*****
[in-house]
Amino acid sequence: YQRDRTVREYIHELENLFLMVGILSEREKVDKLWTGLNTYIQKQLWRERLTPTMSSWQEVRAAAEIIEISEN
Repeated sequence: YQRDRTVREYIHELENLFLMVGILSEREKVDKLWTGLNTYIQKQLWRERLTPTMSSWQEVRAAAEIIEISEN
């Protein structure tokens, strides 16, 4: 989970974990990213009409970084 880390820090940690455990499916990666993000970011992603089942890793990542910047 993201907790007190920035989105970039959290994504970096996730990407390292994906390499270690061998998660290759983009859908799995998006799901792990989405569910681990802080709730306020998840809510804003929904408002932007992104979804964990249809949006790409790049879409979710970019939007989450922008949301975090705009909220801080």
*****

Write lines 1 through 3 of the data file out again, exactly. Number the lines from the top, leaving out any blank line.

[in-house]
Amino acid sequence: YQRDRTVREYIHELENLFLMVGILSEREKVDKLWTGLNTYIQKQLWRERLTPTMSSWQEVRAAAEIIEISEN
Repeated sequence: YQRDRTVREYIHELENLFLMVGILSEREKVDKLWTGLNTYIQKQLWRERLTPTMSSWQEVRAAAEIIEISEN